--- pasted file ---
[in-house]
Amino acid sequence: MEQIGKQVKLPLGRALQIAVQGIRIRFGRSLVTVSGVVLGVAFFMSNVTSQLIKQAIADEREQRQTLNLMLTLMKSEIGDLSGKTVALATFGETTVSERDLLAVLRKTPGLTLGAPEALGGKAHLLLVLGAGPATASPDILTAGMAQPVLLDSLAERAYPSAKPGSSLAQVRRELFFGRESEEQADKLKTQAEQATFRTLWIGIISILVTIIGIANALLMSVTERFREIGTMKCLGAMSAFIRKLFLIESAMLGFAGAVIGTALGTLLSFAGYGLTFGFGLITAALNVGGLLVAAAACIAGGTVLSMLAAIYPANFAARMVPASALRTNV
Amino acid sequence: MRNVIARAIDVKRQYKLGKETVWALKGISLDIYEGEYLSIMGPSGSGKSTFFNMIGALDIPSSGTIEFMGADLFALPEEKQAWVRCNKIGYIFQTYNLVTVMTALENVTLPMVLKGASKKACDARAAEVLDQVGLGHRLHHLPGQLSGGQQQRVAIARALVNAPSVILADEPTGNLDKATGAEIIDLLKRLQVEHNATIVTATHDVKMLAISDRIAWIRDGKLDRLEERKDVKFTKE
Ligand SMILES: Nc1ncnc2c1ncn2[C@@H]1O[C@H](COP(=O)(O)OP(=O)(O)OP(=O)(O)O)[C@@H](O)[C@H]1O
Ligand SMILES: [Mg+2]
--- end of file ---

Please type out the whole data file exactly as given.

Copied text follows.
[in-house]
Amino acid sequence: MEQIGKQVKLPLGRALQIAVQGIRIRFGRSLVTVSGVVLGVAFFMSNVTSQLIKQAIADEREQRQTLNLMLTLMKSEIGDLSGKTVALATFGETTVSERDLLAVLRKTPGLTLGAPEALGGKAHLLLVLGAGPATASPDILTAGMAQPVLLDSLAERAYPSAKPGSSLAQVRRELFFGRESEEQADKLKTQAEQATFRTLWIGIISILVTIIGIANALLMSVTERFREIGTMKCLGAMSAFIRKLFLIESAMLGFAGAVIGTALGTLLSFAGYGLTFGFGLITAALNVGGLLVAAAACIAGGTVLSMLAAIYPANFAARMVPASALRTNV
Amino acid sequence: MRNVIARAIDVKRQYKLGKETVWALKGISLDIYEGEYLSIMGPSGSGKSTFFNMIGALDIPSSGTIEFMGADLFALPEEKQAWVRCNKIGYIFQTYNLVTVMTALENVTLPMVLKGASKKACDARAAEVLDQVGLGHRLHHLPGQLSGGQQQRVAIARALVNAPSVILADEPTGNLDKATGAEIIDLLKRLQVEHNATIVTATHDVKMLAISDRIAWIRDGKLDRLEERKDVKFTKE
Ligand SMILES: Nc1ncnc2c1ncn2[C@@H]1O[C@H](COP(=O)(O)OP(=O)(O)OP(=O)(O)O)[C@@H](O)[C@H]1O
Ligand SMILES: [Mg+2]